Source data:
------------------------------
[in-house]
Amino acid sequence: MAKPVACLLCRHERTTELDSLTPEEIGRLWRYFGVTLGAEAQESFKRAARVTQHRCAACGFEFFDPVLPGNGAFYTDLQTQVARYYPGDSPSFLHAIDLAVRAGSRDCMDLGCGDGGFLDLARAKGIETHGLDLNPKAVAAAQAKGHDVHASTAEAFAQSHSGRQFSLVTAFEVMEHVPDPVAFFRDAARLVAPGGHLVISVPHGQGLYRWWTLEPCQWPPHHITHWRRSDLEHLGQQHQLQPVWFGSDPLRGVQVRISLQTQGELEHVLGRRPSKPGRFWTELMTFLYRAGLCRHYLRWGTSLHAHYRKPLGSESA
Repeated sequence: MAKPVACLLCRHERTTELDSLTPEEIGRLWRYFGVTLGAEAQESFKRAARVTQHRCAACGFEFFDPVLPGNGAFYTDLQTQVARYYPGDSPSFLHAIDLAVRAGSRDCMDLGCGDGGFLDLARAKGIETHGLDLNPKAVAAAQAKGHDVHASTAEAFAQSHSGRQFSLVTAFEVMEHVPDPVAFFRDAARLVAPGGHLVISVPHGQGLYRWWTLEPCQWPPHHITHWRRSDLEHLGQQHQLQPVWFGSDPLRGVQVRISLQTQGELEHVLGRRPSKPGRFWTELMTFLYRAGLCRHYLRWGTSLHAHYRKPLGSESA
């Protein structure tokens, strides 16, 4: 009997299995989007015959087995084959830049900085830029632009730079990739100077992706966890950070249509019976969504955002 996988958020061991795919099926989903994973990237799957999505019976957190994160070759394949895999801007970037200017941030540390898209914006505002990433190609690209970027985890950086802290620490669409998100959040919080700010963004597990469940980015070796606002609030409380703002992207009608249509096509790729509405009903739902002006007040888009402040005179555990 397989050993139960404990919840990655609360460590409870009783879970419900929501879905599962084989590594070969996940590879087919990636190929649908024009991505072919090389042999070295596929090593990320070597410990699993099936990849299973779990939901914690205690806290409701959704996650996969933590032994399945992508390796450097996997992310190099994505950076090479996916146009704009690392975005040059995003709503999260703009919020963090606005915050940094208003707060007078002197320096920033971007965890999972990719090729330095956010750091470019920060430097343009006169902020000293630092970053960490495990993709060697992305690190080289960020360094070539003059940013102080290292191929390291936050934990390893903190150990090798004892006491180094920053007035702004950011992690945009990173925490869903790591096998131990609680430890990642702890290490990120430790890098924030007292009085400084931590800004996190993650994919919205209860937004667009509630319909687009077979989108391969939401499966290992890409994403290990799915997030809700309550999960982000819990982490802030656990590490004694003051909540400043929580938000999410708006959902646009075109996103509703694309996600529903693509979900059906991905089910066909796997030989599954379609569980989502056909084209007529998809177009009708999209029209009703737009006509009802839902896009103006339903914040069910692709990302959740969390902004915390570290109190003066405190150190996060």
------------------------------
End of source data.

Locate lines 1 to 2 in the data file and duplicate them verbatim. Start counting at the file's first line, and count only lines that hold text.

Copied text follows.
[in-house]
Amino acid sequence: MAKPVACLLCRHERTTELDSLTPEEIGRLWRYFGVTLGAEAQESFKRAARVTQHRCAACGFEFFDPVLPGNGAFYTDLQTQVARYYPGDSPSFLHAIDLAVRAGSRDCMDLGCGDGGFLDLARAKGIETHGLDLNPKAVAAAQAKGHDVHASTAEAFAQSHSGRQFSLVTAFEVMEHVPDPVAFFRDAARLVAPGGHLVISVPHGQGLYRWWTLEPCQWPPHHITHWRRSDLEHLGQQHQLQPVWFGSDPLRGVQVRISLQTQGELEHVLGRRPSKPGRFWTELMTFLYRAGLCRHYLRWGTSLHAHYRKPLGSESA